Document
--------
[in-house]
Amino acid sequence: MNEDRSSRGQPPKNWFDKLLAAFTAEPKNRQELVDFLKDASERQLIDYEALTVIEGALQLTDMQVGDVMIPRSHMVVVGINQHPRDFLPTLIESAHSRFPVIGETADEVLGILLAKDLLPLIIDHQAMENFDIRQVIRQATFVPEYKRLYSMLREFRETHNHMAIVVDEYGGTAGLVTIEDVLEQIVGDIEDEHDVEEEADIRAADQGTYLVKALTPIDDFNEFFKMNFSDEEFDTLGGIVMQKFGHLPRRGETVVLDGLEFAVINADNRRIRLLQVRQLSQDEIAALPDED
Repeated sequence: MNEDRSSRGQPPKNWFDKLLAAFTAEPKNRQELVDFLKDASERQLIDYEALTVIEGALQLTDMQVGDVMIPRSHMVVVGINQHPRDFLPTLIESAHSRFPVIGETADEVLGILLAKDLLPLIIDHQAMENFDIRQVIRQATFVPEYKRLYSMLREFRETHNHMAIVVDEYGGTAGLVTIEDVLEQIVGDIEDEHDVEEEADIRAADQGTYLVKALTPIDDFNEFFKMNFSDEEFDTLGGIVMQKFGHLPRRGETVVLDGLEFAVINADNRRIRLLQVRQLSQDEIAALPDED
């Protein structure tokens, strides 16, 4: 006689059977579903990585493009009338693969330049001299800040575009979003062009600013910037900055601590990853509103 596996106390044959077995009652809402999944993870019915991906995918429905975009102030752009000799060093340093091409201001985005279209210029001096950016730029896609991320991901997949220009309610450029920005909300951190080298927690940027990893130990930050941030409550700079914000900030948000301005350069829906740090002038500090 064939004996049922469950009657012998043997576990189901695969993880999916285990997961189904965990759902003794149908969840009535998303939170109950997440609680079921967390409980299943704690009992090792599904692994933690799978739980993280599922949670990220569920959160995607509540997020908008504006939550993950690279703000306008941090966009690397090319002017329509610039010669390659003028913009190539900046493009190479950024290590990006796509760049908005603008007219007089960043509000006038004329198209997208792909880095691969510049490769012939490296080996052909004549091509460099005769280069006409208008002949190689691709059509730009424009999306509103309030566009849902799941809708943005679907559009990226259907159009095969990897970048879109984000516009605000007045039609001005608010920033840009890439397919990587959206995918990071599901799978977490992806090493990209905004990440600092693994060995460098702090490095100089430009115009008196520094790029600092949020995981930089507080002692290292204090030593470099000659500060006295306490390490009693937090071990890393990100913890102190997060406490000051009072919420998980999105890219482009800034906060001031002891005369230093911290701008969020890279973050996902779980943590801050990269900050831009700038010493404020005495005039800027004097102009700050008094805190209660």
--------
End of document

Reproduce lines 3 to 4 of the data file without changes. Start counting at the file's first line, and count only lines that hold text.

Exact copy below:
Repeated sequence: MNEDRSSRGQPPKNWFDKLLAAFTAEPKNRQELVDFLKDASERQLIDYEALTVIEGALQLTDMQVGDVMIPRSHMVVVGINQHPRDFLPTLIESAHSRFPVIGETADEVLGILLAKDLLPLIIDHQAMENFDIRQVIRQATFVPEYKRLYSMLREFRETHNHMAIVVDEYGGTAGLVTIEDVLEQIVGDIEDEHDVEEEADIRAADQGTYLVKALTPIDDFNEFFKMNFSDEEFDTLGGIVMQKFGHLPRRGETVVLDGLEFAVINADNRRIRLLQVRQLSQDEIAALPDED
């Protein structure tokens, strides 16, 4: 006689059977579903990585493009009338693969330049001299800040575009979003062009600013910037900055601590990853509103 596996106390044959077995009652809402999944993870019915991906995918429905975009102030752009000799060093340093091409201001985005279209210029001096950016730029896609991320991901997949220009309610450029920005909300951190080298927690940027990893130990930050941030409550700079914000900030948000301005350069829906740090002038500090 064939004996049922469950009657012998043997576990189901695969993880999916285990997961189904965990759902003794149908969840009535998303939170109950997440609680079921967390409980299943704690009992090792599904692994933690799978739980993280599922949670990220569920959160995607509540997020908008504006939550993950690279703000306008941090966009690397090319002017329509610039010669390659003028913009190539900046493009190479950024290590990006796509760049908005603008007219007089960043509000006038004329198209997208792909880095691969510049490769012939490296080996052909004549091509460099005769280069006409208008002949190689691709059509730009424009999306509103309030566009849902799941809708943005679907559009990226259907159009095969990897970048879109984000516009605000007045039609001005608010920033840009890439397919990587959206995918990071599901799978977490992806090493990209905004990440600092693994060995460098702090490095100089430009115009008196520094790029600092949020995981930089507080002692290292204090030593470099000659500060006295306490390490009693937090071990890393990100913890102190997060406490000051009072919420998980999105890219482009800034906060001031002891005369230093911290701008969020890279973050996902779980943590801050990269900050831009700038010493404020005495005039800027004097102009700050008094805190209660």